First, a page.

Israeli start-up Privacy Rating’s ambitious challenge:
“The innovative approach we have developed to protect privacy
will shift the balance of power online in users’ favor”
The size and superiority of internet giants create a state of monopoly in markets, stifle competition and raised prices.
“The increasing awareness of the need to control traffic of private data over open networks will cause the privacy communications protocol we have developed to become a worldwide standard within a few years,” predicts Yossi Koren, co-founder and CEO of Privacy Rating. “Based on artificial intelligence and advanced encryption methods, Privacy Rating allows users to define for themselves the flow of private information to others, regardless of the desires of the digital service providers.”
The development of the Internet, its penetration into every home in developed world and spread into hundreds of millions of homes in emerging countries, has given internet goliaths unprecedented power. The technological superiority of these companies is so overwhelming that it prevents any competition in their areas of control The invasion of corporations such as Google and Facebook into our private domain is expected to grow even more in the future, with the use the Internet of Things, autonomous cars, smart homes, and similar technologies. .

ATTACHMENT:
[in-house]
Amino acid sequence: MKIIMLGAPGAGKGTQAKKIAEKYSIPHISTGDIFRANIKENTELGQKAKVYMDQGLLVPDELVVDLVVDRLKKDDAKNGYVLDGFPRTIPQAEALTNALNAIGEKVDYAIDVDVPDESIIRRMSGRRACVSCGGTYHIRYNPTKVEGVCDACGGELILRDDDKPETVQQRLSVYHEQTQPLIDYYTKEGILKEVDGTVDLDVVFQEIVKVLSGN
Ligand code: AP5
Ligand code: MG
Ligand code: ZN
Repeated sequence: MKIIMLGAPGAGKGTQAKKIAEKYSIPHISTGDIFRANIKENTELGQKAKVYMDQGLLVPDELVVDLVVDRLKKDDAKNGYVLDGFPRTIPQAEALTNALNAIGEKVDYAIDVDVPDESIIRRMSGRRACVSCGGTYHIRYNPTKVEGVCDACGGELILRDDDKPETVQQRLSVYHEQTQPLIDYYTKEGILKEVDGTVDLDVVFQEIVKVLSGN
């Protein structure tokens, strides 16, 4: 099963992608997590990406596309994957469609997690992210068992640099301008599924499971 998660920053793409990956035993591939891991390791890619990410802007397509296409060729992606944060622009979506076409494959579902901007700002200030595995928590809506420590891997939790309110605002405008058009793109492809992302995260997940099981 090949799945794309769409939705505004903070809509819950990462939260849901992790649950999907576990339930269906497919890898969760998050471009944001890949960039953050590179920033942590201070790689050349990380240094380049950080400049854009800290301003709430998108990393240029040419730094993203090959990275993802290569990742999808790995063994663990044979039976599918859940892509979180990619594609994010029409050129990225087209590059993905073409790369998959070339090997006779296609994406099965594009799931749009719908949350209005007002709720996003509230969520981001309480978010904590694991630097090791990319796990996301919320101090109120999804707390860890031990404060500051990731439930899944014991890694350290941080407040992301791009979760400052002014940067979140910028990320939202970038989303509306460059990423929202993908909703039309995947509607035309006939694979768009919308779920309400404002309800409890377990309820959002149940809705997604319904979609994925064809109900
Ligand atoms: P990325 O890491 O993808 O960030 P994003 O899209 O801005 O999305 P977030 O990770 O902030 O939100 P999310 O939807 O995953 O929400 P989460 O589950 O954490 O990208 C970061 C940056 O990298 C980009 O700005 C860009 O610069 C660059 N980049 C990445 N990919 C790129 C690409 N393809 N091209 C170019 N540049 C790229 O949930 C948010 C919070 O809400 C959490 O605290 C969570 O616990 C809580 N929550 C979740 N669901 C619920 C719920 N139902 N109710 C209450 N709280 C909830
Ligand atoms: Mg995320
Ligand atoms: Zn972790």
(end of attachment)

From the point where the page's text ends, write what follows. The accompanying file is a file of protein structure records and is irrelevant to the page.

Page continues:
The internet superpowers follow not only our keystrokes; they diligently collect sensitive personal data about us, without us being able to resist it. They follow us by using tools in other sites, not necessarily on their own applications or websites. Few people realize that Google and Facebook plant tools in other sites and apps that may track eye movements on the screen using your device’s camera, and can listen to background noise where you are. They are intimately familiar with your browsing history, contacts list and more. The information collected is used to direct us, the consumers, to deals – sometimes unplanned – that yield maximum profit, and are not necessarily the best offered in the market. The knowledge about our buying, consumption and entertainment habits accumulated by the internet empires is translated into influence on these habits and our decisions. This effect is exploited in a way that generates billions of dollars – from our pockets.
The technology giants of the 21st century do not need cartels, threats or violence to gain total market control. They created a seemingly logical equation: “Users receive a free service from us and in exchange, with their consent, we gather information about them while they interact with us.” However, most personal information is collected indirectly through the tracking tools in third party sites and apps, regardless of the service provided. When registering on each site, users sign to consent to this external collection. Most users do not read these cumbersome terms and conditions, and the few who bother to look at the contract discover the “take it or leave it,” policy applies with no possibility of modifications.
Some are aware of this situation, but are indifferent. “I have nothing to hide,” they say, “and as long as Google and Facebook don’t intrude into my bedroom – let them gather whatever information about me which they want.” They are not aware, however, that through some borderline illegal psychological methods and manipulations, their personal data is exploited in a way which reduces and even prevents competition., getting biased perspective and some even claim that they jeopardise democratic regimes.